Just to summarize our wild day yesterday: after John and Scott finished preaching at their separate churches, we were to meet at the Jos airport to fly out only to discover our flight to Lagos had been cancelled. There is only 1 flight a day. So our gracious driver hit the road for a 4 1/2 hour drive to the capital of Abuja so we could catch another flight in time to make our international connections. While he conquered the road, I was on the phone booking the flights and searching for alternatives. The journey was harrowing as we drove fast, trying to avoid pot holes, other cars, motorcycles, and flying through the armed checkpoints even when they commanded that we stop. Amazingly the men with guns didn't pursue us. We arrived at the airport exhausted from the journey, feeling like we had been on a wild roller coaster for several hours. A different flight was just leaving for our city and one of our friends graciously tried to get us on. We were standing at the stairs to board the plane with luggage there when they informed us they only had 2 seats. Without a second thought we all decided we needed to fly together. We went back inside the terminal to wait for our designated plane, which finally took off 3 1/2 hours late. When we arrived in Lagos, we quickly collected our luggage and met our driver who had patiently waited HOURS for us. He took a short cut in his car to get us from the domestic terminal to the international terminal. Once we arrived, we got a shake down from the police but we simply ran inside to the ticket counters, only to find no one there. It was too late. We had all missed our international flights. We spent some time rebooking flights and calling back our driver who waited for us once again. Our friends in Lagos found a nice hotel close to the airport and even booked it for us. Finally we put all our luggage back in the car (think small 4 door car packed full of luggage for 4 people--everyone had luggage on their laps). Now totally exhausted we arrived at the hotel and were dropped off only to find we were at the wrong hotel. The hotel told us to go next door to another hotel with a very similar name. Some guys helped us drag all our luggage down the street and next door. Only to find it also was the wrong hotel. We contemplated calling our driver back to take us to the correct hotel and even tried to negotiate with the hotel to take us to the correct hotel. Now completely exhausted, we just decided to stay at this hotel. We made our plans to meet late for breakfast the next morning after a good night rest and said good night to each other. John and I went to our room only to find our room key didn't work. John went to get help and they unlocked our room. I took a shower while he went back to the front desk to get a room key that worked. When he returned he informed me that they had moved our room. So we moved luggage to a different room on a different floor. I did this in my PJ's as it was now 1 or 1:30am. In the elevator, the power went out and all went dark. LOL! Thankfully the blackout didn't last long as the hotel has a back up generator. Finally we settled into our new room and checked email for first time all day. We discovered our rebooked flights had been changed again. Back on the phone we were with the travel agent to determine what happened. I think we finally hit the wall at 2 or 2:30am without an answer. This morning we confirmed the new booking was now the correct one. Our airline changed and connecting cities. I can't begin to thank all the wonderful people who have helped us this far. If there is one huge lesson I've learned from this unbelievable experience is how much we need to depend on one another for help and how grateful we are for many helping hands. We now rest up today in preparation to try to journey home once again late tonight. Please pray. In the words of one of my Nigerian friends, "Count it all joy."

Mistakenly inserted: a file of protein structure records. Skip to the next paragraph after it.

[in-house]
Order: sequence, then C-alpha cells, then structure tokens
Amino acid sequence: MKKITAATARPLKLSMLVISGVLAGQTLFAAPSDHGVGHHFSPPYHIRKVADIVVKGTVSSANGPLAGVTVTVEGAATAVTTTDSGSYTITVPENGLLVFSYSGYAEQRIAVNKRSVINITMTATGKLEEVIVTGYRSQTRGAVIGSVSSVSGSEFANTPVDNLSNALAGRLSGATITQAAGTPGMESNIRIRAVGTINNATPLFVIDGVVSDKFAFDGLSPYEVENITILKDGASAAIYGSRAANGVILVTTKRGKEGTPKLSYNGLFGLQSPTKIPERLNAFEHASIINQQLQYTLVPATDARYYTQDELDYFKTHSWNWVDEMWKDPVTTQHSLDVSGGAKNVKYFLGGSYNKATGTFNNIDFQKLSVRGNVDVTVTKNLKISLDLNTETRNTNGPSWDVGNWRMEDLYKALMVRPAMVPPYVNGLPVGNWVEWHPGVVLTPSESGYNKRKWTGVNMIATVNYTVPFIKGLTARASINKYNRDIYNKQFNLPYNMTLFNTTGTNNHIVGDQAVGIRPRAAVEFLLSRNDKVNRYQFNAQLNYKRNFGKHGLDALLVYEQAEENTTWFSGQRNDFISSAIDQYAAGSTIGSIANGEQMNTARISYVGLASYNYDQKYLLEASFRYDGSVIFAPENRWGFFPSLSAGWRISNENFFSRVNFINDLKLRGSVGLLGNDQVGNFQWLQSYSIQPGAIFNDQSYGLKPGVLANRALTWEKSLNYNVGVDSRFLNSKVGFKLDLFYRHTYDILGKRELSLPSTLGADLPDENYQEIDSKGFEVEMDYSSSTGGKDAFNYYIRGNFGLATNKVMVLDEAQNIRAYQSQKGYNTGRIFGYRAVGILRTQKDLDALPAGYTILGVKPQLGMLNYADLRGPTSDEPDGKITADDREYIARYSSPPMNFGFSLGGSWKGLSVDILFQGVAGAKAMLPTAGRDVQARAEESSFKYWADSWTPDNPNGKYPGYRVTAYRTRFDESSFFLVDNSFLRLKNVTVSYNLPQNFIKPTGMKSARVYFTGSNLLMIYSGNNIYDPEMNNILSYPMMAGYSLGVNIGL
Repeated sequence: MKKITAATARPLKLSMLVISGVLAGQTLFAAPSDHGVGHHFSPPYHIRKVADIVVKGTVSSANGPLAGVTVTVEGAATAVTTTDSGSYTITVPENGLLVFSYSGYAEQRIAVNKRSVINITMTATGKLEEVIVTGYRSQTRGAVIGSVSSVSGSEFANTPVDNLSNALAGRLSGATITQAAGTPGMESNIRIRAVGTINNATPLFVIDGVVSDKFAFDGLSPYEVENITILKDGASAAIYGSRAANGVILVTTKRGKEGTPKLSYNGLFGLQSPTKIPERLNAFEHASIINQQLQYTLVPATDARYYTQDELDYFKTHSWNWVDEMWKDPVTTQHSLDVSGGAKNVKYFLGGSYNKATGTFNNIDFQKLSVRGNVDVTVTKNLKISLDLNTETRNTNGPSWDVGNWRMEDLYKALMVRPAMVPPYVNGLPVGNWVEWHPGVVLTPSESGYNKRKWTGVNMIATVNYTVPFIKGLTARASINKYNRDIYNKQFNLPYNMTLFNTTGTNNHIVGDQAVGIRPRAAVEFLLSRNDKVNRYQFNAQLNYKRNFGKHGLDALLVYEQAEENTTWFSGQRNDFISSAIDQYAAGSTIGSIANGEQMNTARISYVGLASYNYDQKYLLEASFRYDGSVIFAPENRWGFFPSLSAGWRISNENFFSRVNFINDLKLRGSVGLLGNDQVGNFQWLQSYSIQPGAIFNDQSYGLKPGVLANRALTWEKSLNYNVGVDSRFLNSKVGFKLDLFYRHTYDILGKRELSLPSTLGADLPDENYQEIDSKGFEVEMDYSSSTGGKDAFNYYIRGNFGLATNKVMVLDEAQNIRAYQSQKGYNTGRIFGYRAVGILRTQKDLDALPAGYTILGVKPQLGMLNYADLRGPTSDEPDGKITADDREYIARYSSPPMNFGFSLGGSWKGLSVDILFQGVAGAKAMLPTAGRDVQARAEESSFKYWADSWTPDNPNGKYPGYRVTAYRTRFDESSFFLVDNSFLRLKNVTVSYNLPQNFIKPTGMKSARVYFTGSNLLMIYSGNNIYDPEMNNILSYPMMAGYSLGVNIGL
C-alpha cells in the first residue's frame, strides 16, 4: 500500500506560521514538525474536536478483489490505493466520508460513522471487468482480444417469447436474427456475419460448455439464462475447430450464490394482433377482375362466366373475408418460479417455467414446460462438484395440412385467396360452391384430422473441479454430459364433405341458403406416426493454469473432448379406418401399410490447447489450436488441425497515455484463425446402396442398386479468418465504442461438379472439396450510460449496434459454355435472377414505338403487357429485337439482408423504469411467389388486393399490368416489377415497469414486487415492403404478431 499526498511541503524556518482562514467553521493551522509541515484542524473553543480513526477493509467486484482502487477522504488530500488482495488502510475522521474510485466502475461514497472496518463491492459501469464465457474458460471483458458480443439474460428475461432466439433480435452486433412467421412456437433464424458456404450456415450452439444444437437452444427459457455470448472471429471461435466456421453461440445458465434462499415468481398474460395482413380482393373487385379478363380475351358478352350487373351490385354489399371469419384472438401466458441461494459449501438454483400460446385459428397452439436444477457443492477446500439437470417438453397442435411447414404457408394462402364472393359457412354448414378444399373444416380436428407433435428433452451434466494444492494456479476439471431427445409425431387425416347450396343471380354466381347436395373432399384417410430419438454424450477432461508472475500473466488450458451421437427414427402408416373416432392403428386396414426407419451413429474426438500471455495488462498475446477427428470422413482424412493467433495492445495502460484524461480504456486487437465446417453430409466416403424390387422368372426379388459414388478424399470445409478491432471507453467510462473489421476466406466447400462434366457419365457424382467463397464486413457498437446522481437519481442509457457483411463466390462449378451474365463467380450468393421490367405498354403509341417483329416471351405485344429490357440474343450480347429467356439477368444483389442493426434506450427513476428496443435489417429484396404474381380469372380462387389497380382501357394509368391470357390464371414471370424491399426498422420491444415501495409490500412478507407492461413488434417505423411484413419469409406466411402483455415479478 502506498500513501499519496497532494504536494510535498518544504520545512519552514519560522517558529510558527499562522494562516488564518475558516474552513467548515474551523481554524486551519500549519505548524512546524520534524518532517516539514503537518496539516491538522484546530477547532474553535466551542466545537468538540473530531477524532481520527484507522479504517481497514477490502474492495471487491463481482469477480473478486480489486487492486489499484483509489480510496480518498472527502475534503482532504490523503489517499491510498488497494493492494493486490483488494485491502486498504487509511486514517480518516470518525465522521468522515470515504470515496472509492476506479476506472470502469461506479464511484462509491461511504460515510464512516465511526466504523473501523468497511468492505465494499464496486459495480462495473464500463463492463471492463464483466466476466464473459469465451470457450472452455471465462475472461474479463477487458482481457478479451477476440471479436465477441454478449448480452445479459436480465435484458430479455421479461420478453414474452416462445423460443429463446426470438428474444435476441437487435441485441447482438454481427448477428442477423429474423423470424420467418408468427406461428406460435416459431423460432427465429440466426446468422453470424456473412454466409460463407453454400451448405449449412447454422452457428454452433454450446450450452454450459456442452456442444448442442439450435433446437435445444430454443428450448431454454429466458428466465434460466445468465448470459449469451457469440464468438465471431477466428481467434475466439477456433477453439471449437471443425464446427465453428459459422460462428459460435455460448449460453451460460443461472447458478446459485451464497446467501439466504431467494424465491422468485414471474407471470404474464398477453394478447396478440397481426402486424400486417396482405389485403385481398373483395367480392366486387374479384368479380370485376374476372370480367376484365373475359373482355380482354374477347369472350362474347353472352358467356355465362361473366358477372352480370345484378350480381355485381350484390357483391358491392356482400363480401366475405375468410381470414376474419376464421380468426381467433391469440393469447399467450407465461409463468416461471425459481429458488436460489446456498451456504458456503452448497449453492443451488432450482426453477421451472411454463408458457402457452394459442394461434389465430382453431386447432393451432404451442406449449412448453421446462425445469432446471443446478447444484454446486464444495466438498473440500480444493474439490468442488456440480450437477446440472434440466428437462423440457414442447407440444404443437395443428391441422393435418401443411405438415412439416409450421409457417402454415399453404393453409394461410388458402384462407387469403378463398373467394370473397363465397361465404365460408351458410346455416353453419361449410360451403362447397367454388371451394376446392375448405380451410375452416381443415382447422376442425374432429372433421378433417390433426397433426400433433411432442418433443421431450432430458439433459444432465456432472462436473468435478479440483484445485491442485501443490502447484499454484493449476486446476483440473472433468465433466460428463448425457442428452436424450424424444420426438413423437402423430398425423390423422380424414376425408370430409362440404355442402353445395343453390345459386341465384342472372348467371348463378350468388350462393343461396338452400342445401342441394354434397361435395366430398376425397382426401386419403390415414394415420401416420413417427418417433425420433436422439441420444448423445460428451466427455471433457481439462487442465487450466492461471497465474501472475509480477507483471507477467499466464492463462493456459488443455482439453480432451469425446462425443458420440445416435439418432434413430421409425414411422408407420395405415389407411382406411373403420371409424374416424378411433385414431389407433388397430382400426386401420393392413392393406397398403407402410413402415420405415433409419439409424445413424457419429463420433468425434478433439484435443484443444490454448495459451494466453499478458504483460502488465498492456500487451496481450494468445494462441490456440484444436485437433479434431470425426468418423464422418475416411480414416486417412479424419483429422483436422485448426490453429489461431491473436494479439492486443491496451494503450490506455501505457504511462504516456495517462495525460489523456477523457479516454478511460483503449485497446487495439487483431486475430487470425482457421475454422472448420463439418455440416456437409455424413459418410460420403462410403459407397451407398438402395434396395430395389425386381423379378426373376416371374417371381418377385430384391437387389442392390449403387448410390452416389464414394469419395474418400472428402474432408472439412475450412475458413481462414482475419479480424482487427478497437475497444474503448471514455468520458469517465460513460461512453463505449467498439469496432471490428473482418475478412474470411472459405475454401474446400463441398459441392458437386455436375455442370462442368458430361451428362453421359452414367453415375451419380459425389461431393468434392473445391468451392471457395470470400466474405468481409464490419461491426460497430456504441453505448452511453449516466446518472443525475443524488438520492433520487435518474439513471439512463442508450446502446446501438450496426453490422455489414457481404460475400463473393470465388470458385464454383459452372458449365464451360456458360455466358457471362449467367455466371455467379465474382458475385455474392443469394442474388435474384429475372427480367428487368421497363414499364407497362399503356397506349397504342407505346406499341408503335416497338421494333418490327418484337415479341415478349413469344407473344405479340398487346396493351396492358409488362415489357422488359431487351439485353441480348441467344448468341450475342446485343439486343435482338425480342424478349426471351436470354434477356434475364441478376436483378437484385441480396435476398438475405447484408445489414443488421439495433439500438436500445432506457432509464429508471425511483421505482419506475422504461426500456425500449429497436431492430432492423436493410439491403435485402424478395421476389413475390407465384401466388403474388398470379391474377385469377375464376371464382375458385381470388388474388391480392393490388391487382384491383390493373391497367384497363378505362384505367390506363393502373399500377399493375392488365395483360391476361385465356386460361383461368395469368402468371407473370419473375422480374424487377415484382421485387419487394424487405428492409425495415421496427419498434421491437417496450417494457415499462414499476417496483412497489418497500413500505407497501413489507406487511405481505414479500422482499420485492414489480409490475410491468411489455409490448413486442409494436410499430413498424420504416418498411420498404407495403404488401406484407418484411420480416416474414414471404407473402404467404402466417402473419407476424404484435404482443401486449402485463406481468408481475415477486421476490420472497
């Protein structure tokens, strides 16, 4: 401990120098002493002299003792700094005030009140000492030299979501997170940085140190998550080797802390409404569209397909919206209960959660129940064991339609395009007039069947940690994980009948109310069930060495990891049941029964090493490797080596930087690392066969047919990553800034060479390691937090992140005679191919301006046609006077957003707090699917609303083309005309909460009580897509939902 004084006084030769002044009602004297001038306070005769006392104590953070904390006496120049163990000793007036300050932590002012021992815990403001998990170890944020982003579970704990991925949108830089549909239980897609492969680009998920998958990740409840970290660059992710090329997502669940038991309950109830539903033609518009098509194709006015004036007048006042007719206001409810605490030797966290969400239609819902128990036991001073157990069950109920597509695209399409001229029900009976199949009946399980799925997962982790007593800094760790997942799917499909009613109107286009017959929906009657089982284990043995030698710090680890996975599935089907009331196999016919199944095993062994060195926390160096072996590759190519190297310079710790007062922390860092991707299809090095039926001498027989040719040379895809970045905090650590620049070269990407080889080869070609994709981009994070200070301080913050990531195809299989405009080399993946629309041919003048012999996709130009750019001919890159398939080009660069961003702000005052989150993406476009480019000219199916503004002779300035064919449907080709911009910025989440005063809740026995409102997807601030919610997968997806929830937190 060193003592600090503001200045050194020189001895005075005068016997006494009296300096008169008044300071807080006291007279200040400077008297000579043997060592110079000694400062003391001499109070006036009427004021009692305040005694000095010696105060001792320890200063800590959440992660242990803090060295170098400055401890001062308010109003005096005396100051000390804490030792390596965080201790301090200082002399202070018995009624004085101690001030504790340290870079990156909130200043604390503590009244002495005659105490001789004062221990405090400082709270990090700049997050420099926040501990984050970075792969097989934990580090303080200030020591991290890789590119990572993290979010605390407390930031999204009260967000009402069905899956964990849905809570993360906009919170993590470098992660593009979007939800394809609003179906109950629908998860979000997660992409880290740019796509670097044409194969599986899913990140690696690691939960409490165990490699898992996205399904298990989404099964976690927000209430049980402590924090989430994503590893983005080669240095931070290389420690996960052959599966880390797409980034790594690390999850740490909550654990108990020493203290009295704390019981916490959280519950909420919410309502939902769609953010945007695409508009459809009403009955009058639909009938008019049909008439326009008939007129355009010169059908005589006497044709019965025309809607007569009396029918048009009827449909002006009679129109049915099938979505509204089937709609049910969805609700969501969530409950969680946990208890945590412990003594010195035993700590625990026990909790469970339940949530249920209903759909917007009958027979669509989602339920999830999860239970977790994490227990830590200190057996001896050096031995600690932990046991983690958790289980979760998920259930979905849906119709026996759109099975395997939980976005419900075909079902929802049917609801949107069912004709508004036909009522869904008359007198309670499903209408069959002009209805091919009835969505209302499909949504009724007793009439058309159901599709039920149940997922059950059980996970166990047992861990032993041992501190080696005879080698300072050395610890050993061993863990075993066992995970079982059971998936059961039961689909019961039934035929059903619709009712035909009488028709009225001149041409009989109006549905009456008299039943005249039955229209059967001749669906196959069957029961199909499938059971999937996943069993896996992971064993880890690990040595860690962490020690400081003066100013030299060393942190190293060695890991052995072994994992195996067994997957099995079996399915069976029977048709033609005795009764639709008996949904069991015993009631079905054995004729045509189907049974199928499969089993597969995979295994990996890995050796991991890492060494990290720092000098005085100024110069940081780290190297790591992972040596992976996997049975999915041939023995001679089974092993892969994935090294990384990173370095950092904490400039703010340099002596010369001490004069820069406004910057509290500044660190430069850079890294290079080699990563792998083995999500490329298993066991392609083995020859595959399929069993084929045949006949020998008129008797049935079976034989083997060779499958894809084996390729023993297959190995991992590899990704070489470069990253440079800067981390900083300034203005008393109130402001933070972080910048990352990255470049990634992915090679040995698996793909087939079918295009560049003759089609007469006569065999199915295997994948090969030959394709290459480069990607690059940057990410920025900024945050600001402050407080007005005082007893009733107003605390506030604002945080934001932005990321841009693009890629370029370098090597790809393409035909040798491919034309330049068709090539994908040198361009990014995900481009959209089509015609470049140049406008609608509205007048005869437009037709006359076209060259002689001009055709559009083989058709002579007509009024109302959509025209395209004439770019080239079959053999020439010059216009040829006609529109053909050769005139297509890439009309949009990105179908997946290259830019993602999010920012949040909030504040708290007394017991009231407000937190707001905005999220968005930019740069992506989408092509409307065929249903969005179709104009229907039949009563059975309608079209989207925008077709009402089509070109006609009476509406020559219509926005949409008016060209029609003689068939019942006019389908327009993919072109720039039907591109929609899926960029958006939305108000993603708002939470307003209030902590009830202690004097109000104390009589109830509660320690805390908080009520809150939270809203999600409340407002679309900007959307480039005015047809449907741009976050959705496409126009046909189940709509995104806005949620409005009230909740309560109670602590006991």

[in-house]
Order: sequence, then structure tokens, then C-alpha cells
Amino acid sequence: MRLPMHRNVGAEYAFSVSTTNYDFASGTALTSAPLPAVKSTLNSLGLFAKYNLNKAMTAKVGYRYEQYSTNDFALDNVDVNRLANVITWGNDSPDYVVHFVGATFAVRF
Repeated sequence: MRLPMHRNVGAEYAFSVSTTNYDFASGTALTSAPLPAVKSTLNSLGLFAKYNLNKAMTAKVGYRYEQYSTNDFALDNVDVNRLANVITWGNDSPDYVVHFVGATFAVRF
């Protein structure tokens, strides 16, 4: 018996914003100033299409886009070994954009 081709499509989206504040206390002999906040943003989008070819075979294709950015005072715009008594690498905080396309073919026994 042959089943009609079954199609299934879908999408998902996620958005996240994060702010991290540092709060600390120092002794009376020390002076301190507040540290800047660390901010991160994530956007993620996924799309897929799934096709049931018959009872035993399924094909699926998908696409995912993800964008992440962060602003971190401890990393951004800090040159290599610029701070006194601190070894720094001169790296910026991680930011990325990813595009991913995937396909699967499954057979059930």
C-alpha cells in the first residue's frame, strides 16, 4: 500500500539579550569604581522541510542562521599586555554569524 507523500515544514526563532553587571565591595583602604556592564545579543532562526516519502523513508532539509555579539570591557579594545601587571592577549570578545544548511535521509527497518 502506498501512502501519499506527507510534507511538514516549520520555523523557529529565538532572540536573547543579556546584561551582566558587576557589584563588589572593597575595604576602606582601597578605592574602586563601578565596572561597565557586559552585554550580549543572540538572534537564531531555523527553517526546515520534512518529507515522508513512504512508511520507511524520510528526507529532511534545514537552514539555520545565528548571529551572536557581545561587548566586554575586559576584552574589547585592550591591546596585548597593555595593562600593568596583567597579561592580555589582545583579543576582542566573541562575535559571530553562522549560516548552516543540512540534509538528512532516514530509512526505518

Sunday, November 13, 2016